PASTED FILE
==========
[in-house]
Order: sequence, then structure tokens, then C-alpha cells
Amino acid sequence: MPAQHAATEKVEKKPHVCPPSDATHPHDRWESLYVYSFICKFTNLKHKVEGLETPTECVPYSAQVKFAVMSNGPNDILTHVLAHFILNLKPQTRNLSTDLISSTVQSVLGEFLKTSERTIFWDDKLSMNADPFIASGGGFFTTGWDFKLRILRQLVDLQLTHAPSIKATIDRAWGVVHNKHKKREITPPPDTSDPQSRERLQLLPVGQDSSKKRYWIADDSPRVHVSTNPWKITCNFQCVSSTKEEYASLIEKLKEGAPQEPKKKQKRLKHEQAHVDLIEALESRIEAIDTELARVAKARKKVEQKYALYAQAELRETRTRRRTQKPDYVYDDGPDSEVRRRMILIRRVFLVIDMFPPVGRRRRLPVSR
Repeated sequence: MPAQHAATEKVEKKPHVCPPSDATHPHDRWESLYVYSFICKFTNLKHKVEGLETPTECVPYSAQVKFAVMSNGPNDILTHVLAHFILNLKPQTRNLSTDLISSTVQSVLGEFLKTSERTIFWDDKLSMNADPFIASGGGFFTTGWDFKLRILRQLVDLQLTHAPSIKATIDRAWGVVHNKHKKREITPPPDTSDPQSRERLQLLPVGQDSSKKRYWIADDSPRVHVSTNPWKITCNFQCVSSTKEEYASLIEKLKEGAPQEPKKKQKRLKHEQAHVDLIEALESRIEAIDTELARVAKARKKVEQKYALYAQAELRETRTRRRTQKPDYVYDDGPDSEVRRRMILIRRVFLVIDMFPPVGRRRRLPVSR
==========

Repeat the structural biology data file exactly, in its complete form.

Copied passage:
[in-house]
Order: sequence, then structure tokens, then C-alpha cells
Amino acid sequence: MPAQHAATEKVEKKPHVCPPSDATHPHDRWESLYVYSFICKFTNLKHKVEGLETPTECVPYSAQVKFAVMSNGPNDILTHVLAHFILNLKPQTRNLSTDLISSTVQSVLGEFLKTSERTIFWDDKLSMNADPFIASGGGFFTTGWDFKLRILRQLVDLQLTHAPSIKATIDRAWGVVHNKHKKREITPPPDTSDPQSRERLQLLPVGQDSSKKRYWIADDSPRVHVSTNPWKITCNFQCVSSTKEEYASLIEKLKEGAPQEPKKKQKRLKHEQAHVDLIEALESRIEAIDTELARVAKARKKVEQKYALYAQAELRETRTRRRTQKPDYVYDDGPDSEVRRRMILIRRVFLVIDMFPPVGRRRRLPVSR
Repeated sequence: MPAQHAATEKVEKKPHVCPPSDATHPHDRWESLYVYSFICKFTNLKHKVEGLETPTECVPYSAQVKFAVMSNGPNDILTHVLAHFILNLKPQTRNLSTDLISSTVQSVLGEFLKTSERTIFWDDKLSMNADPFIASGGGFFTTGWDFKLRILRQLVDLQLTHAPSIKATIDRAWGVVHNKHKKREITPPPDTSDPQSRERLQLLPVGQDSSKKRYWIADDSPRVHVSTNPWKITCNFQCVSSTKEEYASLIEKLKEGAPQEPKKKQKRLKHEQAHVDLIEALESRIEAIDTELARVAKARKKVEQKYALYAQAELRETRTRRRTQKPDYVYDDGPDSEVRRRMILIRRVFLVIDMFPPVGRRRRLPVSR